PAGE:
Home / National Industrial Relations / Countries / Luxembourg / Trade Unions

Trade Unions

Union density in Luxembourg is around a third of the workforce. There are two main union confederations, OGB-L and LCCB, with affiliates across the bulk of the economy. The two have ideological differences, although they co-operate both at national and European level. There are also other important union groupings in finance, railways and the public service.

There are around 160,000 trade unionists in Luxembourg, according to the unions’ own figures, of whom perhaps 20% are retired. With 422,000 employees working in Luxembourg in 2018, including 192,000 who cross the frontier from Luxembourg’s neighbours every day, this suggests a union density figure of around 30%. The ICTWSS database estimates union density at 31.8% in 2018.[1]  This is lower than the 41% union density figure published by statec, the national statistics office, in 2011.[2] However, this figure related only to those living in Luxembourg, not to those commuting from other countries, and since then it is likely that any increase in union membership has lagged behind the increase in the number of employees (see below).

 

There are two main trade union confederations, the OGB-L with more than 70,000 members and the LCGB with 40,850.[3] The OGB-L has been strengthened by a planned merger with the FNCTTFEL, which organises railway and transport workers, including civil servants, and has between 6,000 and 7,000 members, including pensioners. The merger was agreed in principle at the FNCTTFEL congress in December 2019 and will be implemented gradually over the period 2020 to 2022.[4]

 

The FNCTTFEL has cooperated with OGB-L for many years – the two bodies signed a cooperation agreement in 2011 – and there is similar cooperation between LCGB and the small railway and transport workers’ union SPYROLUX.

 

The third important union grouping in the private sector is ALEBA, which operates in banking and insurance companies, where it has 10,000 members and is the largest union (figure from ALEBA website[5]). There is also another cross-industry private sector union grouping NGL-SNEP, although its support is much more limited than that for the OGB-L and the LCGB, as shown in the elections to the chamber of employees (see below).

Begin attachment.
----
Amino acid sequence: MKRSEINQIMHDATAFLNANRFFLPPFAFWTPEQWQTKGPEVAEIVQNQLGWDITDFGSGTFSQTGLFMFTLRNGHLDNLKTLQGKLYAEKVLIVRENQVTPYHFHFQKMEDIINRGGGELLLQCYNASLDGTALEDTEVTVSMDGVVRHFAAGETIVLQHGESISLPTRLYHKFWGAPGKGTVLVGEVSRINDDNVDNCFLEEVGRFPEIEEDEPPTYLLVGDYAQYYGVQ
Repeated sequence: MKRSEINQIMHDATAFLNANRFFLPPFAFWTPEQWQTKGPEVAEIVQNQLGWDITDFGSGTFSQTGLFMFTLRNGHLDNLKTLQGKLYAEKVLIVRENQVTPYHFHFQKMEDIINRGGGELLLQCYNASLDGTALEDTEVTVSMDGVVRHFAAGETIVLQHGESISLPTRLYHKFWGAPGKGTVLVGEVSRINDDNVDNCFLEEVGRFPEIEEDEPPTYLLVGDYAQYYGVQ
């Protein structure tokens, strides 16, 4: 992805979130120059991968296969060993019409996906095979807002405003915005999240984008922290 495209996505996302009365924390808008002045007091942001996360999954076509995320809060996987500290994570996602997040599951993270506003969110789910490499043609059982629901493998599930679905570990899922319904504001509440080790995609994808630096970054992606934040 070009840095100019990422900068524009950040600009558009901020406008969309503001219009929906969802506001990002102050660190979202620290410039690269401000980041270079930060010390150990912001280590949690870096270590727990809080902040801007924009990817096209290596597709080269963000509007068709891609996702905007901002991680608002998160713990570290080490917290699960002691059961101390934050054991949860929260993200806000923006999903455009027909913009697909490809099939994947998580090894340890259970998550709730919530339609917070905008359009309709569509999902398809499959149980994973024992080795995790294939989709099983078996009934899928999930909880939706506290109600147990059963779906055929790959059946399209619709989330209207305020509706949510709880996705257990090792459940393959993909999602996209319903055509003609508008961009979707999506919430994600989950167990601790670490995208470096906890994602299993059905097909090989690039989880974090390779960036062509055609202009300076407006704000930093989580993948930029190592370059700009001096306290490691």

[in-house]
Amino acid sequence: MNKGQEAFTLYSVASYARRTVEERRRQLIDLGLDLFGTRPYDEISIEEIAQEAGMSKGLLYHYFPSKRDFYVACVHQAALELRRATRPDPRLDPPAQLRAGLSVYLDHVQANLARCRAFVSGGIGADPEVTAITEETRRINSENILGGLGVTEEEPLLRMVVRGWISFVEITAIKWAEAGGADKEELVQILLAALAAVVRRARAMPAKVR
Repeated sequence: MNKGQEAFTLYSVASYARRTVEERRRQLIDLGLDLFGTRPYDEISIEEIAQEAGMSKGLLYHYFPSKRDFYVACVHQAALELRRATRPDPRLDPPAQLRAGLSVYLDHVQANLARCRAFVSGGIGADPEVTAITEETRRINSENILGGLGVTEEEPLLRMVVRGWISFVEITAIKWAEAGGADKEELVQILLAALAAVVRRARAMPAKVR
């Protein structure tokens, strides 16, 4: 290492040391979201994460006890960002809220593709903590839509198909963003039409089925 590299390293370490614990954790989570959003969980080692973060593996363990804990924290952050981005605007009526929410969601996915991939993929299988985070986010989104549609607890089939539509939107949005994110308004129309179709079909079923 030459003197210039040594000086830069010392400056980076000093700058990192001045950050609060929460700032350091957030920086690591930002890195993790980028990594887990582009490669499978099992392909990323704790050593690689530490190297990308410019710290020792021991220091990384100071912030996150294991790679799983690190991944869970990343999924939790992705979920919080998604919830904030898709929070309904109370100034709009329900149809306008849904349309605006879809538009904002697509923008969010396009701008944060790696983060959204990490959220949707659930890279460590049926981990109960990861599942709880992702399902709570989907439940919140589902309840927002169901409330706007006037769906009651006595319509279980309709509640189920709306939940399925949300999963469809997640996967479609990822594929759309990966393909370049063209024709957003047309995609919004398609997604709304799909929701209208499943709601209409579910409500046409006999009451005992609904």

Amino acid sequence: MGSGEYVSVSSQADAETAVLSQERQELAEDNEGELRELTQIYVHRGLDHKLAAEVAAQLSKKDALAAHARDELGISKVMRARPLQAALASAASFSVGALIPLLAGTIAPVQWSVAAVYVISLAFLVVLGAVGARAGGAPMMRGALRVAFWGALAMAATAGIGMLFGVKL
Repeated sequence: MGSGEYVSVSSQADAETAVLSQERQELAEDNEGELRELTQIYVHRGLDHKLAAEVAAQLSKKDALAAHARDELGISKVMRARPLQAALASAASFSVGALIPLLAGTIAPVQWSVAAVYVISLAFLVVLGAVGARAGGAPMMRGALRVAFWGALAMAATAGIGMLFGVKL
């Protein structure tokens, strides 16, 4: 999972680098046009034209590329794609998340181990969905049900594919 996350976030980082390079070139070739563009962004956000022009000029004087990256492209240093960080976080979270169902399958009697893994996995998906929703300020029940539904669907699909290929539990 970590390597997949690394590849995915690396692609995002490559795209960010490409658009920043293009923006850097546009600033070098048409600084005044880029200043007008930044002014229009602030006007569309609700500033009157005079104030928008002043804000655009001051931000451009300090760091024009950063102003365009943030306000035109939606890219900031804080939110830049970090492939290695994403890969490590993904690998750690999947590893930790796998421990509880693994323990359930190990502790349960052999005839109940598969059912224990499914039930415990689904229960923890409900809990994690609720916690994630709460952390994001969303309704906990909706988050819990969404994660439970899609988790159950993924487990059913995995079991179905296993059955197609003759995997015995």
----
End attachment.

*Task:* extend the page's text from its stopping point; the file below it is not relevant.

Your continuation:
There are also two important public sector unions, the CGFP (civil servants), which has more than 30,000 members[6], and the FGFC (local government employees), with 4,200.[7]

 

In 2004, Luxembourg reformed the rules on collective bargaining (see section on collective bargaining) and the representative status of unions.

 

The legislation only covers the private sector, and it distinguishes between unions that have national representative status and those that are representative in an important sector of the economy. Nationally representative unions must be active in a majority of the country’s economic sectors and have at least 20% support in the elections for the body representing employees – the Chamber of Employees Luxembourg (CSL). Unions that are representative in an important sector of the economy (defined as one in which at least 10% of the private sector employees work) must have the support of 50% in the elections for the section of the CSL covering that sector. In addition to be representative at both levels, unions must be able to sustain a major industrial dispute, either at national level – for nationally representative union, or in that industry – for representative unions at industry level.[8]

 

Elections to the Chamber of Employees (CSL), which replaced separate chambers for manual and non-manual employees in 2008, take place every five years. Following the elections in March 2019 four unions are represented in the CSL.[9] The OGB-L has an overall majority, with 35 of the 60 seats and LCGB is in second place with 18. Together these two confederations hold all the seats in the seven of the CSL’s nine sections – eight sections based on industries and one for retired workers. Of the two remaining sections, the eight seats in financial services are split between ALEBA (four), OGB-L (three) and LCGB (one), while in the section for the railways (employees and pensioners), FNCTTFEL has two seats and SPYROLUX has one.

 

The CSL, which has an important role in influence economic and social policy in Luxembourg, only covers the private sector. There is a separate 27-member chamber for civil servants and public employees (CHFEP), which is elected every five years. In the 2015 election the CGFP won 21 seats, the FGFC won five and APESS (a teachers’ union) and FNCTTFEL won one each. (Some railway workers are civil servants.)[10]